“His election gives all Egyptians, Muslims and Christians, cause for hope,” Bishop Adel Zaky, Vicar Apostolic of Alexandria, told Aid to the Church in Need May 30.
“His victory gives us Christians security and a perspective for the future. Better times are coming.”
Sisi, the former head of the Egyptian army, won more than 93 percent of the vote, with voter turnout at around 46 percent.
The election comes after several years of political tensions. Sisi was head of Egypt’s army in July 2013 when it deposed the Muslim Brotherhood-backed president Mohammed Morsi.
Many Christians in Egypt voiced concern about their fate under the Muslim Brotherhood and the previous constitution.
Bishop Zaky said that the new president does not distinguish between Christians and Muslims.
“He is a religious person, but he sees religion as a private matter. His prime concern is his country. He demonstrated this when he saved Egypt from an impending civil war last year.”
Egypt has been politically unstable since the Arab Spring protests of 2011 deposed then-president Hosni Mubarak. A December 2012 referendum approved the country’s previous constitution, though that referendum was boycotted by secular elements of Egyptian society.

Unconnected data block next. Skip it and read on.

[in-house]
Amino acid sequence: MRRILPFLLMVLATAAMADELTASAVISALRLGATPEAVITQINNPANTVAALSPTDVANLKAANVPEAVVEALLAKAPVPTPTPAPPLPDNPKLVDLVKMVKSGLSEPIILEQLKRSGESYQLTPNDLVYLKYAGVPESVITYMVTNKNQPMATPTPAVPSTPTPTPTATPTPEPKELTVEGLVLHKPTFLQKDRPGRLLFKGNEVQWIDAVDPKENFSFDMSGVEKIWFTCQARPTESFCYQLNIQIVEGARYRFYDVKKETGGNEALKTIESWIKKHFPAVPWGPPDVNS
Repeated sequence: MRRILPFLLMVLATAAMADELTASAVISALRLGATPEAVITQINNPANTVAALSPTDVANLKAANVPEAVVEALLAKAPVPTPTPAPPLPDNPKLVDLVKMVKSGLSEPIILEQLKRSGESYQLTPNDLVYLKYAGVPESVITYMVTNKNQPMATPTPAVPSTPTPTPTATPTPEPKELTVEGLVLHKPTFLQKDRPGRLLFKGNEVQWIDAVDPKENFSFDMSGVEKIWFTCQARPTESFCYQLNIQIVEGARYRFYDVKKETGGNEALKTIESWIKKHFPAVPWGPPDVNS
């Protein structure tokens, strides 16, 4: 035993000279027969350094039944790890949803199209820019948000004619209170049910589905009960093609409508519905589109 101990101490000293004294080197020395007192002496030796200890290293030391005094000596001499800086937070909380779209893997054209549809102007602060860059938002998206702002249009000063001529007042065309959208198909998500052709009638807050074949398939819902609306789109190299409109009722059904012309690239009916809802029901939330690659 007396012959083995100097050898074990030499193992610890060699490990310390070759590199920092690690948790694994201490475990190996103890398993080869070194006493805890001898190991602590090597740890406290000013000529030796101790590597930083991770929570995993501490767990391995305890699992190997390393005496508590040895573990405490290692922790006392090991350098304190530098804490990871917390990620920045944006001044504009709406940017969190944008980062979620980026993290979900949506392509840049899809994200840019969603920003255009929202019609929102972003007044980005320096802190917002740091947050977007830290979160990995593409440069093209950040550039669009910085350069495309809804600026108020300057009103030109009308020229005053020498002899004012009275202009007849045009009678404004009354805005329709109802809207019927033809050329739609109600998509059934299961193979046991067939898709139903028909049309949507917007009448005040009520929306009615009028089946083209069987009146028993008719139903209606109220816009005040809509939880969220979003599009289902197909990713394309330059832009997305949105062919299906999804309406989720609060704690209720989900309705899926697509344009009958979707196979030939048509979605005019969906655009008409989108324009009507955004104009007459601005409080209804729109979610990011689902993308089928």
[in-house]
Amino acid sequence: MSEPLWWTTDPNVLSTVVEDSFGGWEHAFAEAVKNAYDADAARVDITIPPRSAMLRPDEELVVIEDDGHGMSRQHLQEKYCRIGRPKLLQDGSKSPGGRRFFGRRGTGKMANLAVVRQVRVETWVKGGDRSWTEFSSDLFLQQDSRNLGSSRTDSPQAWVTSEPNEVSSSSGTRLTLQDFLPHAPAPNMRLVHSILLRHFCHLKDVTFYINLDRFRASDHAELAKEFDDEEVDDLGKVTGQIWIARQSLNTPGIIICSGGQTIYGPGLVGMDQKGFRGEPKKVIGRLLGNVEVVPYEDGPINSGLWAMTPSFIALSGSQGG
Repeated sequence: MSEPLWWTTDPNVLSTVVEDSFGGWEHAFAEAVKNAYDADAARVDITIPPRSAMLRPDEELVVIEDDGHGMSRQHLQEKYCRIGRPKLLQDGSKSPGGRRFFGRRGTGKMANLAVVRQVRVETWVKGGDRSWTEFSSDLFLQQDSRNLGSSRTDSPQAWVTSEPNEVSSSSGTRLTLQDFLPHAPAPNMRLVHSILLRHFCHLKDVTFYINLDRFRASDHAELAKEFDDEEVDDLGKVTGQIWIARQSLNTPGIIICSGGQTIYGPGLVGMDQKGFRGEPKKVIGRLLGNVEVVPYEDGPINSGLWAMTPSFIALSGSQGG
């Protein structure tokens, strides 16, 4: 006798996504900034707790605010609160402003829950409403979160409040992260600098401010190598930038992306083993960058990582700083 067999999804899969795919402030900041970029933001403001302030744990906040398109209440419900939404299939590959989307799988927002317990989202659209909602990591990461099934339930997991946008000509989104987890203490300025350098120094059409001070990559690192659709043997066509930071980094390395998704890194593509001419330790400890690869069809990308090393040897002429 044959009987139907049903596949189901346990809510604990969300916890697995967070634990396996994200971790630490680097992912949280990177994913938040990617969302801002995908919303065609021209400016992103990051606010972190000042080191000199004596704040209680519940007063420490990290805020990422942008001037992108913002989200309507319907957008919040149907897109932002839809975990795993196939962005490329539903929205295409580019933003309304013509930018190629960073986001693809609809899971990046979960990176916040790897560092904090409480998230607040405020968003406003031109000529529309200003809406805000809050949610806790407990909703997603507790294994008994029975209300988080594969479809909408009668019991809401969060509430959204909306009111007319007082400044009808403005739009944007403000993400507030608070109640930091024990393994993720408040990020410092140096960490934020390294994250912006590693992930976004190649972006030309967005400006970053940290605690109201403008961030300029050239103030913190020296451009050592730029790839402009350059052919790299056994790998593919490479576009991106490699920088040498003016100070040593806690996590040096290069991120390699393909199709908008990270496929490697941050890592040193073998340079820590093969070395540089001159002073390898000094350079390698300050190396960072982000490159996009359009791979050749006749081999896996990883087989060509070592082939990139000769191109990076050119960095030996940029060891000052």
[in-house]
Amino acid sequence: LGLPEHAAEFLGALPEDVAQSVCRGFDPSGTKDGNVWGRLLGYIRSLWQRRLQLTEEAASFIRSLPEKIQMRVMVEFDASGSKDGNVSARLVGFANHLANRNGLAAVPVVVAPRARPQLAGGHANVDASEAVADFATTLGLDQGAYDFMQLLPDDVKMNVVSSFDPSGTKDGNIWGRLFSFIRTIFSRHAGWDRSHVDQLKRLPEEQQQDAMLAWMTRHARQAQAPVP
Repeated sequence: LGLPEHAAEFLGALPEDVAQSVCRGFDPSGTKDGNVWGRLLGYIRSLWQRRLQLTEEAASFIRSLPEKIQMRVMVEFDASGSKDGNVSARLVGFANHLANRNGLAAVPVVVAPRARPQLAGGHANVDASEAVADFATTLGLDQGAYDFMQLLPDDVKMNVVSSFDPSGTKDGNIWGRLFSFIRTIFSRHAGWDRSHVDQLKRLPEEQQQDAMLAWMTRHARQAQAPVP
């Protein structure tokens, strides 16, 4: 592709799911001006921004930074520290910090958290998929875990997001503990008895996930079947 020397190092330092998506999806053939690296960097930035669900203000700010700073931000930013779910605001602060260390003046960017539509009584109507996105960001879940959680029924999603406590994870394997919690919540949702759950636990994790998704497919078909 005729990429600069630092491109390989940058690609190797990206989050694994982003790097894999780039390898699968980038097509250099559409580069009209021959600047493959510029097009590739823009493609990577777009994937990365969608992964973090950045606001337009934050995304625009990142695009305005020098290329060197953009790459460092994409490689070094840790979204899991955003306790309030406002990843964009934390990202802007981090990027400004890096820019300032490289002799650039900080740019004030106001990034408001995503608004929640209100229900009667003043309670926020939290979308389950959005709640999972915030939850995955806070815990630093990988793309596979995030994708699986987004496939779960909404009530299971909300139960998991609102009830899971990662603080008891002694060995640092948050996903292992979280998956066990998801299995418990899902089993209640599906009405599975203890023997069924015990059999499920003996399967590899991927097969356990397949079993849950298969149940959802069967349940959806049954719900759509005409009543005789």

Bishop Zaky called on the new president to implement Egypt’s revised constitution, which was adopted in a January 2014 referendum boycotted by supporters of the Muslim Brotherhood.
The bishop called the constitution “a carefully formulated document” that, if properly applied, will serve the needs of “all sections of Egyptian society,” including women, workers, Christians, and Muslims.
“Egypt now needs a firm hand,” the bishop said. “For three years the country has been descending into chaos. Someone must apply the laws again and must not discriminate between sections of the population.”
The bishop also rejected criticism of the ousting of Morsi.
"If General Sisi had not been at the head of the military there would have been a civil war. We would have faced the kind of situation that prevails in Iraq.”
“We as a people had no possibility of combating the Muslim Brotherhood. The military only intervened when the people called on it to do so. The army did not act of its own volition.”
Bishop Zaky said that although Morsi had been elected, “the people saw that under him the country was facing ruin” and withdrew their confidence from him “to prevent worse things happening.”
Bishop Zaky's Vicariate Apostolic of Alexandria serves the some 20,000 Latin rite Catholics who live in Egypt.
Most Catholics in Egypt belong to the Coptic rite, and most Christians in Egypt are Coptic Orthodox. Christians compose about 10 percent of Egypt's population.
Egypt's Roman Catholic bishop has welcomed the election of Abdel Fattah El Sisi as the country’s new president, saying his leadership will benefit both Christians and Muslims.
Arab Spring, Muslim Brotherhood, Sisi, Egypt